Hello, world!

I believe this is the third post I’ve written with this same title. Postaday ground to a halt for me because of the simple but incontrovertible fact that there are only 24 hours in a day. (My daughter was complaining about this problem recently, too. There’s something wrong when a twelve-year-old feels like there aren’t enough hours in the day, don’t you think?) Nevertheless I feel that forcing yourself to write every day is a fantastic exercise, so I’m going to pick myself back up and try again.

— — —

I think I’ll start this blog back up with the sad tale of a parenting strategy that totally backfired on me. Lately hubby and I have been getting more and more frustrated with the way that we have to tell our kids every little thing at least three times. When we say ok, time for dinner, why don’t they just come right away??? Why do we have to repeat ourselves endlessly??? Ugh!

So, following the principle that you catch more flies with honey, I told the kids I would start making tally marks every time they do something the first time they’re told. I put a little card on the fridge and made three sections, one for each kid. I told them that when a bunch of tally marks had accumulated we would do something nice. I was very vague: I didn’t say how many marks and I didn’t specify what the nice thing would be.

First problem. The kids immediately decided this was a contest to see who would get the most marks. This is a problem because the kids don’t have equal opportunities. During the course of an average day, I ask my 15yo to do three things: wake up, come to dinner, and go to bed. Everything else he does on his own without being asked. Whereas the rambunctious 7yo gets told to do (or not do) something every ten minutes or so. So the 7yo is racking up tally marks like nobody’s business, while my self-regulated well-behaved oldest only got like three in the course of an entire week.

Second problem. I foolishly said yes when one kid asked if they could get a tally mark for obeying their sibling. So for a while they were gleefully ordering each other around, instantly obeying, and awarding themselves oodles of tally marks. Hey, at least they were cooperating and having a good time. But still.

Third problem. The tally marks are getting in the way of the stuff getting done. Come set the table, I say. A kid comes running in, shouting here I am, I’ll set the table, can I have a tally mark? But wait, I say, you haven’t actually set the table yet. So pause as we discuss whether I should give the tally mark. After all the kid did drop whatever he or she was doing and come running in to help. But the table isn’t actually set. If we stop and discuss this, the whole purpose of the tally mark is lost, since what I want is for them to do as asked without a lot of discussion and argument. And here we are discussing and arguing again.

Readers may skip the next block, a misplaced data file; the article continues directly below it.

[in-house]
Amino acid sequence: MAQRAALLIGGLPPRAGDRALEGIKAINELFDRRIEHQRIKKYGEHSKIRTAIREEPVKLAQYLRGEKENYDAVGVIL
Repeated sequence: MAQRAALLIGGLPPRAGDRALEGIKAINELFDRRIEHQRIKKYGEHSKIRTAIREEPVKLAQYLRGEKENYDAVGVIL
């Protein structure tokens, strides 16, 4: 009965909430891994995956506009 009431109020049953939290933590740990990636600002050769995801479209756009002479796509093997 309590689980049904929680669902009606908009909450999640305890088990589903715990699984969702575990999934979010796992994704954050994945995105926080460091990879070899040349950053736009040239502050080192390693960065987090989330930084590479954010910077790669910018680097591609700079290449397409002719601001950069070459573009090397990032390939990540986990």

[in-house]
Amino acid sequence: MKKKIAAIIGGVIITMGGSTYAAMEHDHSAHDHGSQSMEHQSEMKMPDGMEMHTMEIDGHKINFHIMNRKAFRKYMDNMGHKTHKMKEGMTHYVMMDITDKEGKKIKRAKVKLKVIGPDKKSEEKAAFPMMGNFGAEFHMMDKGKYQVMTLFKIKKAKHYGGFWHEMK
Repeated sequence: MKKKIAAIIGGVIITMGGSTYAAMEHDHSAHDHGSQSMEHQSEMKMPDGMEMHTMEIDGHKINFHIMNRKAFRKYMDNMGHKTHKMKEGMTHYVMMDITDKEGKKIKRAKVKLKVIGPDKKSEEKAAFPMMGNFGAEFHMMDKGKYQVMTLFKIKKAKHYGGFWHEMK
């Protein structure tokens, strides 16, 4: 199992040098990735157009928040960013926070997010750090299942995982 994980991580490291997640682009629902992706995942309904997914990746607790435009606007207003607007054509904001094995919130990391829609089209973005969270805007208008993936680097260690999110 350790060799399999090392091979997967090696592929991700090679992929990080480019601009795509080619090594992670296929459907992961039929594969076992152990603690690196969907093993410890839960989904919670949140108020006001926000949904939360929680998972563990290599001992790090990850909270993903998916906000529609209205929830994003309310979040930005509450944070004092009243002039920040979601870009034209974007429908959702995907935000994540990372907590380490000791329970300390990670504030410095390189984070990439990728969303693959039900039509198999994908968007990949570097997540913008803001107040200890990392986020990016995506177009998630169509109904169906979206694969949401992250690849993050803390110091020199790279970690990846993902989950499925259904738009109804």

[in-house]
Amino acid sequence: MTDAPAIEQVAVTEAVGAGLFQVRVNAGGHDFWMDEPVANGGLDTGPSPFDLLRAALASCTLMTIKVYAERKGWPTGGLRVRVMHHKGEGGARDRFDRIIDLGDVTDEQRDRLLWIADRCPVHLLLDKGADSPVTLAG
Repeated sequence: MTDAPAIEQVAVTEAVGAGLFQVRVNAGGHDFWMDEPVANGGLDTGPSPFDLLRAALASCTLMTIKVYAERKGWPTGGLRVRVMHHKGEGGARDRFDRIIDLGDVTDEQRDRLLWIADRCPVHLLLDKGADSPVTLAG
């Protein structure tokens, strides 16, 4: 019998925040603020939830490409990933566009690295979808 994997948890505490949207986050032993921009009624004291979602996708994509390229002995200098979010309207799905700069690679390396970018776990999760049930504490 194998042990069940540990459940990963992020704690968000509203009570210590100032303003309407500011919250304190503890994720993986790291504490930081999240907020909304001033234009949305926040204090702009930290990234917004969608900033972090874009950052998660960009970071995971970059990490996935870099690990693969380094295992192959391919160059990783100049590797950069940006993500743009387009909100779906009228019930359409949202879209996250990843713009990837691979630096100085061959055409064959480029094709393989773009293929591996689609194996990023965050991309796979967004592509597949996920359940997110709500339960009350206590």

Arghhhh!

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7 Comments

  1. Great to see you again, Mo!

    Reply
  2. I love your enthusiasm. Misguided though it may be! LOL! ;-)

    Surely you now realize it should not have been a reward system, but rather, a demerit system. I put 3 ticks next to your name… you fork over a dollar. (The ticks are put on the list every time you have to repeat yourself!) (A dollar works, but so does a day without electronics!)

    BTW – Don’t take any of my advice if it only takes your kids hearing something three times before they respond. My kids require forty million sixty seven thousand hundred reminders!!!! Or some such impossible number!

    Reply
  3. Yay ! Mo is back ~ Woot, Woot!! :) I was so excited to see your post! Oh, I have had so many ideas like that. I come up with a plan for chores, discipline or some other area that I feel like we need to work on and it sounds great in my head, but doesn’t always work out when I actually use it on the kids. Kids are funny (and quite clever) and I think that is why we never know what they will do. Keeps life interesting I guess, but it sure does require a lot of patience. I think most days I could use about 3 times more patience than I have. :) Keep up the great writing !

    Reply
  4. Oooh, I like that demerit system! Man, I’d be a millionaire within a WEEK.

    Thanks for stopping by, y’all! It’s good to “see” you, and it’s good to be back!

    Reply
  5. I can relate, Mo. There are nights when I put dinner on a table that hasn’t been cleared, washed or set. In that case, I bring my own plate and cutlery and proceed to eat. They are left to scramble for their own, and worse: no one gets to light the candle or pick out which napkins we’ll use. Those things sound silly, but the kids really look forward to participating with dinner prep so suffering the natural consequences of their actions really works in this case.

    Letting your kids award each other points was a stroke of genius; I hope you recorded some of that interaction. Also, I’m completely in support of vague parenting proclamations: time-tested and used by millions!

    It’s great to hear from you. If your schedule won’t allow postaday, maybe postaweek?
    Kim

    Reply
  6. Here’s the ugly truth … you can’t outsmart the little buggers. They can turn you best idea into something that will make you crazy. You just do your best and pray a lot!

    Reply
  7. Oh, yeah … good to see you back ..

    Reply

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